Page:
Separatists in southern Yemen have taken control of all government military camps in Aden, officials said, as fighting continued for a fourth day between the nominal allies who have turned on each other.
As battles resumed at dawn on Saturday, the separatist Security Belt forces, who are backed by the United Arab Emirates, took control of all military camps belonging to Yemen’s internationally recognised government of President Abd-Rabbu Mansour Hadi, a government official told Reuters News Agency.
The clashes initially centred on the all-but-empty presidential palace in the predominantly residential Crater district, near Aden International Airport and in a neighbourhood where Interior Minister Ahmed al-Mayssari lives, residents said.
The separatists also took over his house, which he had already vacated, officials said.
An AFP correspondent reported seeing separatist fighters surrounding a tank which they claimed they had seized from a military position.
The violence in the seat of Yemen’s internationally-recognised government threatens to open a new front in the country’s devastating war, exposing a rift in a Saudi-led military alliance that has been battling the Houthi rebel movement since 2015.
The Houthis control large parts of northern and western Yemen, including the capital Sanaa.
Much of the fighting in the south between forces loyal to Hadi and the UAE-backed militia has been taking place in areas that are among the city’s most populated, leading to serious concerns for the safety of civilians.
Fighting intensified on Wednesday after two members of the Security Belt were killed in clashes with other loyalist forces following the funeral of police personnel killed in the city last week, according to security officials.
A missile and drone attack claimed by the Houthi rebels on a Security Belt training camp just outside Aden last week killed 49 people.
Since then, the United Nations has reiterated its concern over the escalation.
The Norwegian Refugee Council said the battles had trapped civilians in their homes with dwindling supplies of food and water.
The aid group said prolonged fighting in Aden, a gateway for commercial and aid supplies, could impact efforts to tackle the humanitarian crisis gripping the rest of the country.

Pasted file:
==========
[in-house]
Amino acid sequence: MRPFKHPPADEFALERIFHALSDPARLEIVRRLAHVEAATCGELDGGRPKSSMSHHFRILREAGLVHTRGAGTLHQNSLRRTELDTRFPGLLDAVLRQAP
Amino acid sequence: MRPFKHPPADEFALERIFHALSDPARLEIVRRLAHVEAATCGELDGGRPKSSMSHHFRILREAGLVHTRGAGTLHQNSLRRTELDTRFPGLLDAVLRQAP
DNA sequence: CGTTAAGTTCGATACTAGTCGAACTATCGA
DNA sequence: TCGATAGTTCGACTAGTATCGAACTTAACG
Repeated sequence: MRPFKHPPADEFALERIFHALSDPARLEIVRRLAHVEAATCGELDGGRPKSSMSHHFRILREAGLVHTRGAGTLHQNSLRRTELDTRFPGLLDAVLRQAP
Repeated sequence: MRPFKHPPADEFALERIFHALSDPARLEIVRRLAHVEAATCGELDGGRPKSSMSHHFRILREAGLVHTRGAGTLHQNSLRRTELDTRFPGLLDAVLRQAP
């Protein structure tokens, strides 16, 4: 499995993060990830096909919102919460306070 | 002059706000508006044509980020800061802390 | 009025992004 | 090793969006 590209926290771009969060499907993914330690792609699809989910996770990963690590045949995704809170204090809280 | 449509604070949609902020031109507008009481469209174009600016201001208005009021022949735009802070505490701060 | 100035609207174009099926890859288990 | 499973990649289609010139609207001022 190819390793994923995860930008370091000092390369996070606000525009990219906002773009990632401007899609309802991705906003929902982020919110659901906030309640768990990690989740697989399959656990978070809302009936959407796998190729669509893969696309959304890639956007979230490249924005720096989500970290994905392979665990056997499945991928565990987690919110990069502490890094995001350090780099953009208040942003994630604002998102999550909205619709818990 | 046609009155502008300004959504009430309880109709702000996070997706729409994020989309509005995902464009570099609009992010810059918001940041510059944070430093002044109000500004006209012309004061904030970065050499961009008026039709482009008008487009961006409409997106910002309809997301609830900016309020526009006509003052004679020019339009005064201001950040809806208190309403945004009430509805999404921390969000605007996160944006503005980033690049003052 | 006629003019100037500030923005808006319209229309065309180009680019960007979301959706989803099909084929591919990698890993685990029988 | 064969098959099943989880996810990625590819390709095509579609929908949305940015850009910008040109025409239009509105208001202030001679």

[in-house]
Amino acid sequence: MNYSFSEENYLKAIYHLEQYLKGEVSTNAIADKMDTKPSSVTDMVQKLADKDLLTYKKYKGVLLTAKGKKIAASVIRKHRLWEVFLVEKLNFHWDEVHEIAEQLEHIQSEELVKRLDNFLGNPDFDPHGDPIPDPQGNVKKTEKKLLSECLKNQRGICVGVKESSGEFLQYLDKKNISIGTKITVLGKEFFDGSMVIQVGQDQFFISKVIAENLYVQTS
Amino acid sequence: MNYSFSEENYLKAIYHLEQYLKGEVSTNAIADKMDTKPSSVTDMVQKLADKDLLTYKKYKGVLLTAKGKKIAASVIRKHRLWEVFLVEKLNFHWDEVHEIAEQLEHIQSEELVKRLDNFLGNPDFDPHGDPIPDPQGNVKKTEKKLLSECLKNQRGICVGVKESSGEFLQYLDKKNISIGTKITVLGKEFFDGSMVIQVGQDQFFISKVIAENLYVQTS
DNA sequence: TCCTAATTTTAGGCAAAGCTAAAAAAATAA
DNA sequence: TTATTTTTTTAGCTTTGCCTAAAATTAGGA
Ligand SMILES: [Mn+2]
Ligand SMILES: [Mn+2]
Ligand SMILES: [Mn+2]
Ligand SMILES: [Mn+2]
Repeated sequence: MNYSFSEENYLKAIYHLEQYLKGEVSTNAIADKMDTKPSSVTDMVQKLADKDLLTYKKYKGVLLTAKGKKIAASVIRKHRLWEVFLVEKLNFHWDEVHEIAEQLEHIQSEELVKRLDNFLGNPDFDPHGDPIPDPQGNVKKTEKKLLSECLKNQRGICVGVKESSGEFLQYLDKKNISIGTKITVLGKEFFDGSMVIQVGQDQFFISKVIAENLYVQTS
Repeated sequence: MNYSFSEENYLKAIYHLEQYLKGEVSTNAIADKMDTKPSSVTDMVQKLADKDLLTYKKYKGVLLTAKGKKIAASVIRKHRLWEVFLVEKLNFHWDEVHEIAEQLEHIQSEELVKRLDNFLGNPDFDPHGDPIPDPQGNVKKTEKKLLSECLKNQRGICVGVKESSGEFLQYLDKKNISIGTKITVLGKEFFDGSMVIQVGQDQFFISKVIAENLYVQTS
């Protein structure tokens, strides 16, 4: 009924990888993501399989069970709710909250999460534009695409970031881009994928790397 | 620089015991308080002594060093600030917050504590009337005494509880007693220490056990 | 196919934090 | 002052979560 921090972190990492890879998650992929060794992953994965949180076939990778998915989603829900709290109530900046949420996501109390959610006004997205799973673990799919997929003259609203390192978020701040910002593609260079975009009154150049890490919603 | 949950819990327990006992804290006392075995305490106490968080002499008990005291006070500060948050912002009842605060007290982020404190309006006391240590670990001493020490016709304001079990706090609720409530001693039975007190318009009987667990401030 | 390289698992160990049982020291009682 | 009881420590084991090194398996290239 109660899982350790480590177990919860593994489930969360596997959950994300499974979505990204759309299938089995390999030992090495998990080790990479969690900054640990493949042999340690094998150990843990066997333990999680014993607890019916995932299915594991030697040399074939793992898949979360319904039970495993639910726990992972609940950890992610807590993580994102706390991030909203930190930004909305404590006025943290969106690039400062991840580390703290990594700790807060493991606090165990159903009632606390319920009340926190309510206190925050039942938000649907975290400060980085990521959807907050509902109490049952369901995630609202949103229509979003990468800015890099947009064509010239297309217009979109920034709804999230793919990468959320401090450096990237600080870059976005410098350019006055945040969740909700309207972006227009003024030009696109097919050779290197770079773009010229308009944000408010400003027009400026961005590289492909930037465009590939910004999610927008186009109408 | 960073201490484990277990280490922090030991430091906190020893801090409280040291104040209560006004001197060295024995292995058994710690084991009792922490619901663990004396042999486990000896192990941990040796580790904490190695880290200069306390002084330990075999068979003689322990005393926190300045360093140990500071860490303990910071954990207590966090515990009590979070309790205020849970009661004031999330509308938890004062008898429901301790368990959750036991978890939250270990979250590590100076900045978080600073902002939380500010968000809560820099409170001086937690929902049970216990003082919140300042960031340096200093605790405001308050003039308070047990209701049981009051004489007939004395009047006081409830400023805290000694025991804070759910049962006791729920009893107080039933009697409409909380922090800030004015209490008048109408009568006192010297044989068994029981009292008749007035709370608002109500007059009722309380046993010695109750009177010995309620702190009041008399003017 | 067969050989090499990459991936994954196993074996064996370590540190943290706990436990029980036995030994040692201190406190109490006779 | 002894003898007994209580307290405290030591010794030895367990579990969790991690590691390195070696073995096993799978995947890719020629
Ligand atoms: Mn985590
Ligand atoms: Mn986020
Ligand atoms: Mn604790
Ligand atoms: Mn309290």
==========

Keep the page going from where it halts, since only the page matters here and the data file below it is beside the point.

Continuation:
Al Jazeera’s Mohammed al-Atta, reporting from Sanaa, said the recent pull out of UAE forces from Aden “encouraged [separatists] to take over the city”.
The UAE began withdrawing several thousand troops from Yemen last month in a move that weakened the Saudi-led coalition, signalling differences between the two close allies over how far to pursue the war against the Houthis.
The UAE will still have an estimated 90,000 allied fighters in the coalition-held south, ensuring its continued influence and potentially posing a threat to the Saudi-backed government.
“What also encouraged them was the Houthi attack on the military parade last week – they viewed the attack with suspicion as though there are many parties involved seeking to destroy and weaken their forces,” Atta said.
“Today, they have achieved many of their goals [by taking over all of the camps],” he added.
Southern Yemen was an independent state until 1990 and the north is widely perceived to have imposed unification by force.
The Security Belt is a force trained by the UAE, a key partner in a Saudi-led military coalition which intervened in Yemen more than four years ago to prop up Hadi’s government in the face of an uprising by the Houthi rebels, who control large parts of northern and western Yemen, including the capital Sanaa.
On Thursday, Hadi’s government urged Saudi Arabia and the UAE to put pressure on the Security Belt, who work alongside the so-called “Southern Transitional Council”, to avoid a military escalation in Aden.
UAE Foreign Minister Abdullah bin Zayed Al-Nahyan expressed “deep concern” on Saturday over the violence in Aden and called for a “de-escalation”.
“Sheikh Abdullah called for a responsible and serious dialogue to end the differences and work on unity in this delicate phase while maintaining security and stability,” the official Emirati news agency WAM reported.
He said the UAE was “exerting all efforts to calm and de-escalate the situation in Aden”, saying the two camps should focus their efforts on fighting the Houthis not each other.
Sheikh Abdullah also called on the UN envoy to Yemen Martin Griffiths “to make all possible efforts to end the escalation in Aden”, the statement added.
Since the war in Yemen erupted in 2014, tens of thousands of civilians and combatants have been killed and as many as 85,000 children may have starved to death.